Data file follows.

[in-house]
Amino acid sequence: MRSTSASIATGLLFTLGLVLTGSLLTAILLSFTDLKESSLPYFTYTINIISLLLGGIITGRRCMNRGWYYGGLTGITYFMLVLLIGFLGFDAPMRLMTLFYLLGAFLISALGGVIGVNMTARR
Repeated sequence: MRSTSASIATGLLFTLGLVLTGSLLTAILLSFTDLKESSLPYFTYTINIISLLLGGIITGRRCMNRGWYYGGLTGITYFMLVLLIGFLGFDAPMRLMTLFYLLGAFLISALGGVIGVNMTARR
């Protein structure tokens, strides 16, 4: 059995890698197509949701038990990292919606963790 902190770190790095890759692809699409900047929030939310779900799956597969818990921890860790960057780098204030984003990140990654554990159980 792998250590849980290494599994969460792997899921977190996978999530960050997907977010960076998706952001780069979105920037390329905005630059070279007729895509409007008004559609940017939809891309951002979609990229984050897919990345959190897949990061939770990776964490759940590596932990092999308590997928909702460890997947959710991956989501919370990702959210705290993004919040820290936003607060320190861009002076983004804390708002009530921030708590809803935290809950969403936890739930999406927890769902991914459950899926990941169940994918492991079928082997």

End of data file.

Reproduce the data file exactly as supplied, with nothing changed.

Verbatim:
[in-house]
Amino acid sequence: MRSTSASIATGLLFTLGLVLTGSLLTAILLSFTDLKESSLPYFTYTINIISLLLGGIITGRRCMNRGWYYGGLTGITYFMLVLLIGFLGFDAPMRLMTLFYLLGAFLISALGGVIGVNMTARR
Repeated sequence: MRSTSASIATGLLFTLGLVLTGSLLTAILLSFTDLKESSLPYFTYTINIISLLLGGIITGRRCMNRGWYYGGLTGITYFMLVLLIGFLGFDAPMRLMTLFYLLGAFLISALGGVIGVNMTARR
């Protein structure tokens, strides 16, 4: 059995890698197509949701038990990292919606963790 902190770190790095890759692809699409900047929030939310779900799956597969818990921890860790960057780098204030984003990140990654554990159980 792998250590849980290494599994969460792997899921977190996978999530960050997907977010960076998706952001780069979105920037390329905005630059070279007729895509409007008004559609940017939809891309951002979609990229984050897919990345959190897949990061939770990776964490759940590596932990092999308590997928909702460890997947959710991956989501919370990702959210705290993004919040820290936003607060320190861009002076983004804390708002009530921030708590809803935290809950969403936890739930999406927890769902991914459950899926990941169940994918492991079928082997």